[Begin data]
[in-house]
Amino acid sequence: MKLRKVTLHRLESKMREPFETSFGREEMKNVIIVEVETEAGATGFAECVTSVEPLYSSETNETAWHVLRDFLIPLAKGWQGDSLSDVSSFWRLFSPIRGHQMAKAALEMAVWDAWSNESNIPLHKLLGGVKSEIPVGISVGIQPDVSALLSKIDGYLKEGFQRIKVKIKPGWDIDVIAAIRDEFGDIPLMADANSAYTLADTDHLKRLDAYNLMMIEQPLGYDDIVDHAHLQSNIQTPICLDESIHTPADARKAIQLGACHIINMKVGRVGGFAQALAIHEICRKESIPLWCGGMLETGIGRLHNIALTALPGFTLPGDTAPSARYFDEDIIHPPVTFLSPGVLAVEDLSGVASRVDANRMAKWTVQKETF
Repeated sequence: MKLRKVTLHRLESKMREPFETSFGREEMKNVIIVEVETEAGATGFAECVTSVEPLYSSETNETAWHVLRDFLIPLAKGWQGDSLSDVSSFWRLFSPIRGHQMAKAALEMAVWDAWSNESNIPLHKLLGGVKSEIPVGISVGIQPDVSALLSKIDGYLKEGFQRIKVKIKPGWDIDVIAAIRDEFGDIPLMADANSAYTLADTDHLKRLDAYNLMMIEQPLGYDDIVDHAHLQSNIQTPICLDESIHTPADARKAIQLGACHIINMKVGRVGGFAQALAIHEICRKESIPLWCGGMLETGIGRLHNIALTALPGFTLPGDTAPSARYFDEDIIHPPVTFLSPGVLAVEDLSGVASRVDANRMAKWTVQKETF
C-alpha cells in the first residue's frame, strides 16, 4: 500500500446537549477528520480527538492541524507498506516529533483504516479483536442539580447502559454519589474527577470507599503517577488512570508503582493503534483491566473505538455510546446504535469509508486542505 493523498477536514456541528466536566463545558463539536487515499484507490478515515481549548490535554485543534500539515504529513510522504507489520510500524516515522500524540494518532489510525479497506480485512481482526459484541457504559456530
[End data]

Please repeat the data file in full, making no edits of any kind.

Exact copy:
[in-house]
Amino acid sequence: MKLRKVTLHRLESKMREPFETSFGREEMKNVIIVEVETEAGATGFAECVTSVEPLYSSETNETAWHVLRDFLIPLAKGWQGDSLSDVSSFWRLFSPIRGHQMAKAALEMAVWDAWSNESNIPLHKLLGGVKSEIPVGISVGIQPDVSALLSKIDGYLKEGFQRIKVKIKPGWDIDVIAAIRDEFGDIPLMADANSAYTLADTDHLKRLDAYNLMMIEQPLGYDDIVDHAHLQSNIQTPICLDESIHTPADARKAIQLGACHIINMKVGRVGGFAQALAIHEICRKESIPLWCGGMLETGIGRLHNIALTALPGFTLPGDTAPSARYFDEDIIHPPVTFLSPGVLAVEDLSGVASRVDANRMAKWTVQKETF
Repeated sequence: MKLRKVTLHRLESKMREPFETSFGREEMKNVIIVEVETEAGATGFAECVTSVEPLYSSETNETAWHVLRDFLIPLAKGWQGDSLSDVSSFWRLFSPIRGHQMAKAALEMAVWDAWSNESNIPLHKLLGGVKSEIPVGISVGIQPDVSALLSKIDGYLKEGFQRIKVKIKPGWDIDVIAAIRDEFGDIPLMADANSAYTLADTDHLKRLDAYNLMMIEQPLGYDDIVDHAHLQSNIQTPICLDESIHTPADARKAIQLGACHIINMKVGRVGGFAQALAIHEICRKESIPLWCGGMLETGIGRLHNIALTALPGFTLPGDTAPSARYFDEDIIHPPVTFLSPGVLAVEDLSGVASRVDANRMAKWTVQKETF
C-alpha cells in the first residue's frame, strides 16, 4: 500500500446537549477528520480527538492541524507498506516529533483504516479483536442539580447502559454519589474527577470507599503517577488512570508503582493503534483491566473505538455510546446504535469509508486542505 493523498477536514456541528466536566463545558463539536487515499484507490478515515481549548490535554485543534500539515504529513510522504507489520510500524516515522500524540494518532489510525479497506480485512481482526459484541457504559456530